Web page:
There is an entirely different way to interpret Alex’s character, however. When you consider that he is the one telling the story, through his own biased perception, you have to wonder if the audience only favors Alex over the world around him because that’s what how he wants you to feel. There is a great video by film analyst Rob Ager entitled “The Ludovico Lie”, which I highly recommend you watch for further detail—basically, Rob suggests that Alex only pretends to have been brainwashed in order to get out of prison, and that his narration is nothing but a pack of lies, seducing the audience into sympathizing with him. The greatest trick the devil ever pulled was convincing the world that he doesn’t exist, after all. In my opinion, this alternate perspective only adds to the appeal of Alex’s character, as a symbol of individual power in its most sinister form, and yet another testament to great writing by Burgess, great directing by Kubrick, and great acting by McDowell.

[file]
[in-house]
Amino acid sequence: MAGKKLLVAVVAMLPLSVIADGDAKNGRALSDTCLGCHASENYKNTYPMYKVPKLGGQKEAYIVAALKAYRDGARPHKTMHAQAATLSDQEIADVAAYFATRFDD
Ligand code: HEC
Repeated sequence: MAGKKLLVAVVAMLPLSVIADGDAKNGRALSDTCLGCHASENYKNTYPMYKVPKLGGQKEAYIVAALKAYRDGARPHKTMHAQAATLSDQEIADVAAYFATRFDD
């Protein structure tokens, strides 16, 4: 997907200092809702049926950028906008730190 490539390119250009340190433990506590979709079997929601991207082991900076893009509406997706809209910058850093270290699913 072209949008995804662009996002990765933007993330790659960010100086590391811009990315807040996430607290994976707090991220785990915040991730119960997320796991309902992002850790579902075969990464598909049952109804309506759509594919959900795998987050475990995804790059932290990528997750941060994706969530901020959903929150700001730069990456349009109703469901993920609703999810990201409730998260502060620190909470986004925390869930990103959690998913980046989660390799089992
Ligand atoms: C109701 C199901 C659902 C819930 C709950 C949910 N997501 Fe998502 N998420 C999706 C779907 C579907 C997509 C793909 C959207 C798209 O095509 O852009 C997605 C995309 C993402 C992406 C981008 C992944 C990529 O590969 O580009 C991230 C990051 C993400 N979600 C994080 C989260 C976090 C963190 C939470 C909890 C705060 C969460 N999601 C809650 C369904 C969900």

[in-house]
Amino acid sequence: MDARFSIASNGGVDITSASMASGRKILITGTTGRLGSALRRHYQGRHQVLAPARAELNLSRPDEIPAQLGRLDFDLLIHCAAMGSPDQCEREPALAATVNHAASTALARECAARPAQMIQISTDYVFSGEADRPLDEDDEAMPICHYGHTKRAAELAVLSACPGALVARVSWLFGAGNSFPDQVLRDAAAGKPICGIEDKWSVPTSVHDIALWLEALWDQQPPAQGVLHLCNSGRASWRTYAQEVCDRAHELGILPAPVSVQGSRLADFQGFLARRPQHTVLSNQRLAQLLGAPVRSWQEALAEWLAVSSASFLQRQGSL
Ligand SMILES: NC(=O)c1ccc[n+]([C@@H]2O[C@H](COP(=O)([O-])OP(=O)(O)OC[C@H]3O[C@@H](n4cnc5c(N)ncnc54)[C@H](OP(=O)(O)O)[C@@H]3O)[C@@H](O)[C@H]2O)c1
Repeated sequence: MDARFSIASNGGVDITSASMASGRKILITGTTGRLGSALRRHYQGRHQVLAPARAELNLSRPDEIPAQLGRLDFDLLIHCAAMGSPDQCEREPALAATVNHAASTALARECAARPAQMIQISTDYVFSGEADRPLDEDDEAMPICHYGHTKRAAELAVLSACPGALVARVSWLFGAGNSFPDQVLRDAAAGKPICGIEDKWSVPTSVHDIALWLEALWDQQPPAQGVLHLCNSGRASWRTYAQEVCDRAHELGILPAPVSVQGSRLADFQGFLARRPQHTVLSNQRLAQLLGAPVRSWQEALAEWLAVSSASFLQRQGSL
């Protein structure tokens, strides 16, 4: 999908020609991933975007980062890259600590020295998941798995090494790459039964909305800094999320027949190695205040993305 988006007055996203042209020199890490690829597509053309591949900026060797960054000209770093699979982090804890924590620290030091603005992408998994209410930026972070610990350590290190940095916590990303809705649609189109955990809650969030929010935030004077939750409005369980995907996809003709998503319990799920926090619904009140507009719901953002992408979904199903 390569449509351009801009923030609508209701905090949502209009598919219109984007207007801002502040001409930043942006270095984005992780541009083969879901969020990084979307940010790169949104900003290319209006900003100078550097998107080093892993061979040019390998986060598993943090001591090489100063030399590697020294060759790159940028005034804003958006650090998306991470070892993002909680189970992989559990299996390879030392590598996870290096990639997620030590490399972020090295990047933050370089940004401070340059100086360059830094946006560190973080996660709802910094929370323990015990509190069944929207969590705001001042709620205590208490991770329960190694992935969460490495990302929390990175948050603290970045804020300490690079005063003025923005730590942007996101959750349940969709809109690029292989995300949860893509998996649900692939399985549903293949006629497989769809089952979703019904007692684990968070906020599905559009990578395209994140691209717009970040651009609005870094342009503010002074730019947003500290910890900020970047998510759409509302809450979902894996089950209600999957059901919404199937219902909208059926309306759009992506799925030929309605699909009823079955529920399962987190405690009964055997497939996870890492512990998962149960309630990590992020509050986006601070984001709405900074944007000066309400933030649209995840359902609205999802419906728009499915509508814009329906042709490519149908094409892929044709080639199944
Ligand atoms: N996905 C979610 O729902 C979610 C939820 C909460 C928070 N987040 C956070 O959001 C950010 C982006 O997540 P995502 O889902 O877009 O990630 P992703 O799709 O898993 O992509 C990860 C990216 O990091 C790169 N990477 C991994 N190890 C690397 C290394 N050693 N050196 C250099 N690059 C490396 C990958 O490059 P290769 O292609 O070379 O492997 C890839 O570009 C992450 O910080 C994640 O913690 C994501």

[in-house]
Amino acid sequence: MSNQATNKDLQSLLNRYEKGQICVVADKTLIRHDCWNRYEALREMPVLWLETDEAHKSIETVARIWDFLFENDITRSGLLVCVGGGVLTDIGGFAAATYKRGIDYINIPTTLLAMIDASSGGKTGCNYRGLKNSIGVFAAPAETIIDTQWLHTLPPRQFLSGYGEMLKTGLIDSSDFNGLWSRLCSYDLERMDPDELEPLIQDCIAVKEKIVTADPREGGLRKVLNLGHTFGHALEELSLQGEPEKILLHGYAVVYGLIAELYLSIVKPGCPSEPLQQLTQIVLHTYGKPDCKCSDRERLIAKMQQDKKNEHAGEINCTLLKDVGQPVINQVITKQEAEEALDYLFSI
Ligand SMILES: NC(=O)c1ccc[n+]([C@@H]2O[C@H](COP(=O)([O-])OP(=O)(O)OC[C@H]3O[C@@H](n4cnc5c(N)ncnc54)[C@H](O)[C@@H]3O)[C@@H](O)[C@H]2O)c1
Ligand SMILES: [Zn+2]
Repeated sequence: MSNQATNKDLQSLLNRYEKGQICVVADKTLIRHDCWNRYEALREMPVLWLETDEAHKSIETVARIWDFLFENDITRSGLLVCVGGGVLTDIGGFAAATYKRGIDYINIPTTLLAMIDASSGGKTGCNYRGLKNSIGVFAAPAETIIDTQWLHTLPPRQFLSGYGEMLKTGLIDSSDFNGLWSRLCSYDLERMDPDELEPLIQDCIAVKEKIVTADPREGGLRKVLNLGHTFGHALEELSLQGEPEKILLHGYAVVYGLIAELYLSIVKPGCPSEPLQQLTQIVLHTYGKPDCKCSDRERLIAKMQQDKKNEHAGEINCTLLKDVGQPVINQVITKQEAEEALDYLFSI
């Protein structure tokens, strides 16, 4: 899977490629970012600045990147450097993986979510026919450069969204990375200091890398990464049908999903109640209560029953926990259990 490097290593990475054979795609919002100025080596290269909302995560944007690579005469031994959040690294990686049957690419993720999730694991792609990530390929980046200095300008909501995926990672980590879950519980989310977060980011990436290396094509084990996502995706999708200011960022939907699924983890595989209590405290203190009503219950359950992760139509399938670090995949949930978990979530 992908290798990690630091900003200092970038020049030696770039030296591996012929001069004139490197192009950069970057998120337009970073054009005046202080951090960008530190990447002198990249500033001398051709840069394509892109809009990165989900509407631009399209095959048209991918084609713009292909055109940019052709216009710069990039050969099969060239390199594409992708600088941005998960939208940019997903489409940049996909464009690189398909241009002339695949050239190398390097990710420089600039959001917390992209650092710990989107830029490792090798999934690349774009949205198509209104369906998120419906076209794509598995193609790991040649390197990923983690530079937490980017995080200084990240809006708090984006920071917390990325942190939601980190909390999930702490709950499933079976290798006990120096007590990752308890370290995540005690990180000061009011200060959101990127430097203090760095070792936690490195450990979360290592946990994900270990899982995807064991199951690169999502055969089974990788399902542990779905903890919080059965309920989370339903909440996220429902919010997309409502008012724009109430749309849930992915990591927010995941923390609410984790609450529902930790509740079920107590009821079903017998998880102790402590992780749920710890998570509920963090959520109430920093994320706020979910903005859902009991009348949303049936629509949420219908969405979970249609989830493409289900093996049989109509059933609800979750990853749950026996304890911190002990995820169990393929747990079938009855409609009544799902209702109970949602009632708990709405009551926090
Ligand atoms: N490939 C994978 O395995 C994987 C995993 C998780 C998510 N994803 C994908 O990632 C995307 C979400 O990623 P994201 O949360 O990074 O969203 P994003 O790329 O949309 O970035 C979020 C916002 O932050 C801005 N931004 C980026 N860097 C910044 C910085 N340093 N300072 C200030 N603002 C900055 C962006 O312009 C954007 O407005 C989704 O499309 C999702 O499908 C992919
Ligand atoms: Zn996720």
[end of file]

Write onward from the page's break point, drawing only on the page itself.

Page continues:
And speaking of McDowell, I simply can’t write a post about Alex DeLarge without mentioning the man who brought him to life on the screen. In the book, Alex was more of a symbol—a raw force of nature and evil—rather than just a person, and this made adapting him to film a tricky task. But McDowell fulfilled that task with flying colors. His performance in A Clockwork Orange is undoubtedly one of the greatest movie performances of all time, at least in my mind. He embodies all of the humor, energy, charisma, and raw, horrific power of the character.